Hey Matthew.... Thank for your submission.... I like this....Your voice has that unaffected, Courtney Barnett/Kurt Vile allure that is simply irresistible...but also, there are some cool peaks and valleys... Send me an mp3 of this and I'll play it on-air. Thanks!
I already knew that Matthew Squires was adept at penning a memorable song so I knew that the play action I was about to engage in would reap ample rewards. As it turned out I wasn’t wrong as Squires coaxes melancholy and melody from every second of ‘A Strange Piece’. With the strings adding the requisite sense of forlorn I was reminded of the music from ‘Man of Aran’ by British Sea Power. Irish band the Frames are equally adept at such heart tugging gestures so the Learning Disorders are in good company. With a promo that plays out like an epic romance through the ages that neither party ever gets to engage in, this proves to be a touching reminder that true love is definitely out there but often alludes us. And what a soundtrack this band have engineered to illustrate the point.
The song is perfectly likeable, and I can see it being popular among the indie rock/pop crowd. I'd encourage the band to make things a bit bigger in the future, production-wise, hook-wise, and sound-wise. That could take this from being a cute song to a real underground hit.
‘Echo’ reminded me, at least in its early passages, of a slow rampaging Archie Bronson affair. It would later reveal itself to have a softer, defter side that has the twee hallmarks of the Apples in Stereo. Kept on falling for the charming lyrics and the video with its neat storyboard just made for several minutes of cutesy escapism with a clear and more profound message offering itself up in the final scenes. This is light and easy pop that will fill the boards of twee pop lovers the world over with a video that is sure to generate much amusing discussion.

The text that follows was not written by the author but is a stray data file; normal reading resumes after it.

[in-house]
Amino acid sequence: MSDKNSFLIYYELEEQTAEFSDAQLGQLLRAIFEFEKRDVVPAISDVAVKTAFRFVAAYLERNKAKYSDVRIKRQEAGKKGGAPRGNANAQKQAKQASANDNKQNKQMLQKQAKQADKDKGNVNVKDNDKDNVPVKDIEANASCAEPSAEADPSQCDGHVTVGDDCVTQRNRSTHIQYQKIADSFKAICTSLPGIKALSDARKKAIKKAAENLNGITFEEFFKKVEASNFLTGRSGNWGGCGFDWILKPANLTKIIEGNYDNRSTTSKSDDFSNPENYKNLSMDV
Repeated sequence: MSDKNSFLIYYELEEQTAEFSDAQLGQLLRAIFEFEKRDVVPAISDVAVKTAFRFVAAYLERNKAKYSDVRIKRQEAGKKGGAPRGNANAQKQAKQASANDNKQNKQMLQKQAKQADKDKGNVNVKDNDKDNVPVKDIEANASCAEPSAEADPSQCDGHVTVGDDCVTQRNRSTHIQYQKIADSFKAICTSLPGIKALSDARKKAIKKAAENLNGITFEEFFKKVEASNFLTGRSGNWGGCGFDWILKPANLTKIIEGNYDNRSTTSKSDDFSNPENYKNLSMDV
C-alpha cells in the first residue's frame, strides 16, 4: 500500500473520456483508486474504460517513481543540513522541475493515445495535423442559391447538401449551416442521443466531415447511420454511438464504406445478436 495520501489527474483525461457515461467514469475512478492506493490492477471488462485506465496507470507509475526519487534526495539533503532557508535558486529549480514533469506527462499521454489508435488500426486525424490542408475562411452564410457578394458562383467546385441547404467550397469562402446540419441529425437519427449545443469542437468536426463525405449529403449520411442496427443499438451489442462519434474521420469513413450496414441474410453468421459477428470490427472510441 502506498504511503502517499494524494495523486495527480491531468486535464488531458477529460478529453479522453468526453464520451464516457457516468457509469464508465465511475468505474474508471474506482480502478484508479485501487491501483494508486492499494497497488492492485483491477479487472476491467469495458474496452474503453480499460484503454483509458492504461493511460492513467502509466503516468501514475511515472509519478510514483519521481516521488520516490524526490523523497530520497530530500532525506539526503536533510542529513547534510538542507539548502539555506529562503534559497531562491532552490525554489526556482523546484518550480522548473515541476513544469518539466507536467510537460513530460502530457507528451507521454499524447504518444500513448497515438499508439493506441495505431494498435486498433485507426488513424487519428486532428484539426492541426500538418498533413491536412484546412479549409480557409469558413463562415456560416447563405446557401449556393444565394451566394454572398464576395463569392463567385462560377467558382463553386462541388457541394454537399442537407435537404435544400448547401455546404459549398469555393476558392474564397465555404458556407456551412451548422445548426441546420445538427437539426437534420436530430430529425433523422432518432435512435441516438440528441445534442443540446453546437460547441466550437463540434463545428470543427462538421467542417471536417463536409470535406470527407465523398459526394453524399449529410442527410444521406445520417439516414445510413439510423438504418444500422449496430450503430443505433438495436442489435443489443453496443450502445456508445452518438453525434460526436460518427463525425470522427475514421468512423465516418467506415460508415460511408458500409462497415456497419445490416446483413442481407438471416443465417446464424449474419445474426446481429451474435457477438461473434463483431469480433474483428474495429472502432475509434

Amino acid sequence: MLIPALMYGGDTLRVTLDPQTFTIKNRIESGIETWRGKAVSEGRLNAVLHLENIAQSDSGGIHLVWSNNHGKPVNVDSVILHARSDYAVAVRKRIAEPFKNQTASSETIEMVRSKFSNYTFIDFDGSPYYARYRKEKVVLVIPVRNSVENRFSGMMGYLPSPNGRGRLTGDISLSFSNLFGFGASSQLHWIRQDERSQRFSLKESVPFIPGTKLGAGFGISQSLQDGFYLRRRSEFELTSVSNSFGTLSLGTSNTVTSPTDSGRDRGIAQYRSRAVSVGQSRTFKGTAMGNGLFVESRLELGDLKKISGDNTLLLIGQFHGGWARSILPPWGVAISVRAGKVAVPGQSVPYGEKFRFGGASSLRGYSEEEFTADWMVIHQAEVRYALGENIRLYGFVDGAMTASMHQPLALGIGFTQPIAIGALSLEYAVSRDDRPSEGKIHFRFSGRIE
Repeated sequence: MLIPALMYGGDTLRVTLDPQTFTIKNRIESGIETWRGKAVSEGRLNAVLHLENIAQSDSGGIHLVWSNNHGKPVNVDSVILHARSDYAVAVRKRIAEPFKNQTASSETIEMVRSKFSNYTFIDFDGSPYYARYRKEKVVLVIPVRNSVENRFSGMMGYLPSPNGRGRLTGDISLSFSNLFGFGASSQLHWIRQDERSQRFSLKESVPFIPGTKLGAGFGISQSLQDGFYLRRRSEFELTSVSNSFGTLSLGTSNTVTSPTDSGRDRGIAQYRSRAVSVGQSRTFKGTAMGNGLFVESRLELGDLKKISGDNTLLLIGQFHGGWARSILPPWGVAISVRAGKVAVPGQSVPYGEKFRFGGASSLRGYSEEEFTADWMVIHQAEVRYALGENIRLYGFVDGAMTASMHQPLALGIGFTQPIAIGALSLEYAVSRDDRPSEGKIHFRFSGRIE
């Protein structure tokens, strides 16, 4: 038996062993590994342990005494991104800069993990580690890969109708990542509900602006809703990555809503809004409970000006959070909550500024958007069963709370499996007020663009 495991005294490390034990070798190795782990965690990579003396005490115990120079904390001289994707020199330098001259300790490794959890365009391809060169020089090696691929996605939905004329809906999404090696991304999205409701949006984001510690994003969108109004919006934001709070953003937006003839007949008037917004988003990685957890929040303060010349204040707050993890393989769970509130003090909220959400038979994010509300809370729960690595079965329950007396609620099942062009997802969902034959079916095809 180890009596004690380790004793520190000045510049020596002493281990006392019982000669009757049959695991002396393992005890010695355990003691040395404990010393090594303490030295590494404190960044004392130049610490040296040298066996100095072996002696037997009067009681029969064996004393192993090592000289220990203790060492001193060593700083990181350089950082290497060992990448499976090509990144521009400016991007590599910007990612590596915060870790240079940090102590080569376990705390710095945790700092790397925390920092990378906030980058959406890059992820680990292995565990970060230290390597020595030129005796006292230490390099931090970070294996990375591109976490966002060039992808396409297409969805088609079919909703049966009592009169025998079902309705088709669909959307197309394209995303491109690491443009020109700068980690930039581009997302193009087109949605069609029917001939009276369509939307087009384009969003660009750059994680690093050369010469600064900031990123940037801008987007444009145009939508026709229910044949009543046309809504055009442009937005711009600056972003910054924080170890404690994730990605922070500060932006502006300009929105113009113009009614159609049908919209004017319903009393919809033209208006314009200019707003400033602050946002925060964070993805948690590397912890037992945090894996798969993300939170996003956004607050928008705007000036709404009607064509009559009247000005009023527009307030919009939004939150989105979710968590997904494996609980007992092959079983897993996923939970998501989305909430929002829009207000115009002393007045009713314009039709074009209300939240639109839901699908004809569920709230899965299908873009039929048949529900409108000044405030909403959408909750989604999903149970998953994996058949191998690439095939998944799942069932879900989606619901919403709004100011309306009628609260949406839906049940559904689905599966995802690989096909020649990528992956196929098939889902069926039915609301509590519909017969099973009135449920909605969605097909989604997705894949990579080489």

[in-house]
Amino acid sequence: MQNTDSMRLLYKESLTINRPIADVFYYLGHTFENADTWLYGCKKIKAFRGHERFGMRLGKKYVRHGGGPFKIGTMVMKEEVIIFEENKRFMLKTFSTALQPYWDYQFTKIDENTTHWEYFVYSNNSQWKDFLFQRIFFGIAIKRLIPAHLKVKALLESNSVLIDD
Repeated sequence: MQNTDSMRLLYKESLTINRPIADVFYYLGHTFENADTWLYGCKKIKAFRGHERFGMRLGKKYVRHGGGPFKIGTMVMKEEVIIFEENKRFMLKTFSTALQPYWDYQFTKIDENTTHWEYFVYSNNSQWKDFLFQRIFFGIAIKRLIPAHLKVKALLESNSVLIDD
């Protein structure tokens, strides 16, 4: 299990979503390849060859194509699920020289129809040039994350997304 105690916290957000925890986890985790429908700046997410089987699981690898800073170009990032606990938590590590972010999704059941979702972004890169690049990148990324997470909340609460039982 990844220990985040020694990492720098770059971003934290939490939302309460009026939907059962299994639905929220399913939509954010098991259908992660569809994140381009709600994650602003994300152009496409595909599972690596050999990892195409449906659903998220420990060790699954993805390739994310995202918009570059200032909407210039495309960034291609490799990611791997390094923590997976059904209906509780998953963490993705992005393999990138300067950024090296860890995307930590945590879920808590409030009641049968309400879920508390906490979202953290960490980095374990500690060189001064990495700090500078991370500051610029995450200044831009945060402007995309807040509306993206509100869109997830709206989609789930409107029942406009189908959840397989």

This is just one of those songs that lingers in your psyche for the longest time. I often forget who the song is by and where I heard it and then months later it appears on an advert for cameras or car rental companies. From this moment forth however I shall jot down names like Matthew Squires in my scratchpad so that when I feel like peering attentively into the near distance I will have the perfect sonic partner. ‘The Giving’ is a slow moving proposition but possesses a strong identity that never flags and those fragile brass parts just seals the deal on a perfect little number.
In the track's first few moments alone, Matthew Squire's natural abilities as a storyteller are apparent; his visions of the New Orleans streets are vibrant and crisp-clear. With his melodically creaky vocals resonating over a single reverberating acoustic melody to start out, the addition of a trumpet around 01:30 over the ambient sounds of a crowd continue to set the ambiance beautifully -- similarly to the emotion and scene-setting capabilities of Sufjan Stevens. An uptick in vocal emotion occurs during this point in apt form, the structural navigation remaining quaint yet emotionally developing. This is a success for sure that reminds me of both Deer Tick and Sufjan -- very nice work! Look out for a post on Obscure Sound in the near future, and reach out to me at firstname.lastname@example.org if interested in details regarding my PR servicing (rates, success stories). Thanks for the submission! -Mike